• Hinged front door is reversible, with angled air intakes to reflect internal noise away from the user
• Direct airflow to components – the front 140mm fan is unrestricted by hard drive cages and protected by a low-restriction dust filter
• Removable top panel, with top fan mounts pre-drilled for 240mm or 280mm fans and/or liquid cooling radiators
• Excellent cooling and low noise levels with up to five separate fan mounting locations
o Front: 140mm fan included (upgradable to dual 120mm or 140mm)
o Top: Dual 120mm or 140mm
o Rear: 120mm fan included
• USB 3.0 on front panel with internal motherboard connectors
• Four 3.5” / 2.5” hard drive bays with full SSD compatibility
• Three 5.25” front exposed drive bays
• Tool-free installation of 5.25” and 3.5” drives
• Up to 450mm (17.6”) of space for long graphics cards
• Up to 160mm (6.3”) of space for CPU coolers
• Cable routing cutouts to keep cables out of the airflow path
Subject: Cases and Cooling | September 6, 2013 - 01:12 AM | Tim Verry
Tagged: in win, tou, full tower, atx, tempered glass
In Win, a manufacturer of cases, power supplies, and storage drives showed off a prototype full tower ATX case at Computex 2013 that is now officially launching as a production model in limited quantities. The case, called the Tou, is constructed of a sand case aluminum frame and surrounded by tempered glass with a mirror finish.
The glass is such that when the internal case LEDs are off, the various case panels act as mirrors. However, when the internal blue LEDs are turned on, light passes through the glass and users can see the PC internals through the glass panels.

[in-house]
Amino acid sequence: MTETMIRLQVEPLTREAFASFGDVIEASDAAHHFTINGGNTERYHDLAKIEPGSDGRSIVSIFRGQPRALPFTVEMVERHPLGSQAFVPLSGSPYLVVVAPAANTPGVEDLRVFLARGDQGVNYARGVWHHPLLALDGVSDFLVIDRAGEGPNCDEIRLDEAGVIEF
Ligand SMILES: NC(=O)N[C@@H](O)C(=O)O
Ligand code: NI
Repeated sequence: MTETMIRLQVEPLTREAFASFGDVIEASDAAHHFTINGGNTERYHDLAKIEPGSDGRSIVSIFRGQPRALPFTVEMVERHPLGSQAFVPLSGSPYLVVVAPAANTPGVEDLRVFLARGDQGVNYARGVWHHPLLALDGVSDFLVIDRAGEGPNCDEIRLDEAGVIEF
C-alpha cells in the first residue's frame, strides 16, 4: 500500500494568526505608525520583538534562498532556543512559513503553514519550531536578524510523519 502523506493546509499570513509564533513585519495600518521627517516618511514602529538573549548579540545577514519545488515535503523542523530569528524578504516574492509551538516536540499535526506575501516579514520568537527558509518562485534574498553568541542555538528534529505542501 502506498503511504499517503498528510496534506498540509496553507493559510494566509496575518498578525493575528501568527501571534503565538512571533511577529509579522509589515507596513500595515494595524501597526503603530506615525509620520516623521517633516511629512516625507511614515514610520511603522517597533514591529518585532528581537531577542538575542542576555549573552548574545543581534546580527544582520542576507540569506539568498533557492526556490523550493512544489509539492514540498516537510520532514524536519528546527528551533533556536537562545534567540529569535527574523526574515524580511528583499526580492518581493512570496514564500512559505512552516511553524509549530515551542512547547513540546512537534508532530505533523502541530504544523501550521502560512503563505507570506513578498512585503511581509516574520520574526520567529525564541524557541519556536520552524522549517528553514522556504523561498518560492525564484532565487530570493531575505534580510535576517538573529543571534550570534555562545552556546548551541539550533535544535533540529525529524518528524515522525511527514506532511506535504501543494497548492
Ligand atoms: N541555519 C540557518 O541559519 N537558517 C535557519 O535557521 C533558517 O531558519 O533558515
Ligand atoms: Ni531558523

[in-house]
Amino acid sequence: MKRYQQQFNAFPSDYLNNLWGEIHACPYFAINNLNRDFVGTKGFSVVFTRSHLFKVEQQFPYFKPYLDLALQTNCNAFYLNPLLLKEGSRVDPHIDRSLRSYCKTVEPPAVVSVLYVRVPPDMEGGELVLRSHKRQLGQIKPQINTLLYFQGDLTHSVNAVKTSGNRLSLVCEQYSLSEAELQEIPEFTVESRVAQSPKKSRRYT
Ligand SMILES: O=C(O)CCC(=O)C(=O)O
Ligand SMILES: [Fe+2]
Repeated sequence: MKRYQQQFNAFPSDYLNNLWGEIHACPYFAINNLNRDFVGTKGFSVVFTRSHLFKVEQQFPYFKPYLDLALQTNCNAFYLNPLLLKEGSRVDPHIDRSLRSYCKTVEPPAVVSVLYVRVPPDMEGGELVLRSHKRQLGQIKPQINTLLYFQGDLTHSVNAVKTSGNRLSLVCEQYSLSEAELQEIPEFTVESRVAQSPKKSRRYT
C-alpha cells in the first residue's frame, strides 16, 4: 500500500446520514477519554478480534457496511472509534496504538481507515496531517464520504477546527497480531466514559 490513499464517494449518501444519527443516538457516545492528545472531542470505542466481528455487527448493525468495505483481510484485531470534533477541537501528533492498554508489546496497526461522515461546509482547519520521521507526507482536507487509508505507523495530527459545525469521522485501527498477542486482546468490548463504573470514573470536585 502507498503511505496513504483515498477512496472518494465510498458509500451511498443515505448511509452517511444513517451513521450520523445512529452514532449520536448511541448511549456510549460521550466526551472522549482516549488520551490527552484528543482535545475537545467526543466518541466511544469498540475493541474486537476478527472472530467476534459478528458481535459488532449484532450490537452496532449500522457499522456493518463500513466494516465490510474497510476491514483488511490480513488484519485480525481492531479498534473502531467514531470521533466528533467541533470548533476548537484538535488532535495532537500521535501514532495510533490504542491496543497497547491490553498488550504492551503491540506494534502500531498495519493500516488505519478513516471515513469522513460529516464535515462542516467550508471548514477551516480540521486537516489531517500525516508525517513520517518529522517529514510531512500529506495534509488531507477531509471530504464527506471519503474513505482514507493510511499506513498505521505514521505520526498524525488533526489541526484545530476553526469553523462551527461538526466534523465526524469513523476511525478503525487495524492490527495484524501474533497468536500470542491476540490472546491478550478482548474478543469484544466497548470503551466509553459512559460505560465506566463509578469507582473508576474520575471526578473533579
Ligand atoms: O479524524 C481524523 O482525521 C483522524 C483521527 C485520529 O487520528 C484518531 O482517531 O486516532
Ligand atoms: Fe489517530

The full tower chassis is roughly rectangular with angular edges, a large mesh vent on the top panel, bottom mounted 5.25” drive bay, and two handles attached to the front panel. The front panel has two skinny vents on either side to allow the front 120mm intake fan to pull in cool air. The top panel supports 360mm water cooling radiators or three 120mm fans. Front IO includes two USB 3.0 ports and two audio ports.
Internally, the In Win Tou case supports ATX motherboards, ATX power supplies, three 3.5” hard drives, two 2.5” SSDs, and GPUs up to 380mm in length.
According to Hexus.net, the limited edition Tou case will be available soon for around $800. IT is an interesting design, and the mirrored panels are unique. I don't care for the particular angular edges and bolt pattern on the side panel, and the internal features are at a bare minimum, which is less than I would have expected from an $800 case. I'm interested to see what case modders are able to do with it though, and how enthusiasts take advantage of the mirrored glass to show off their systems.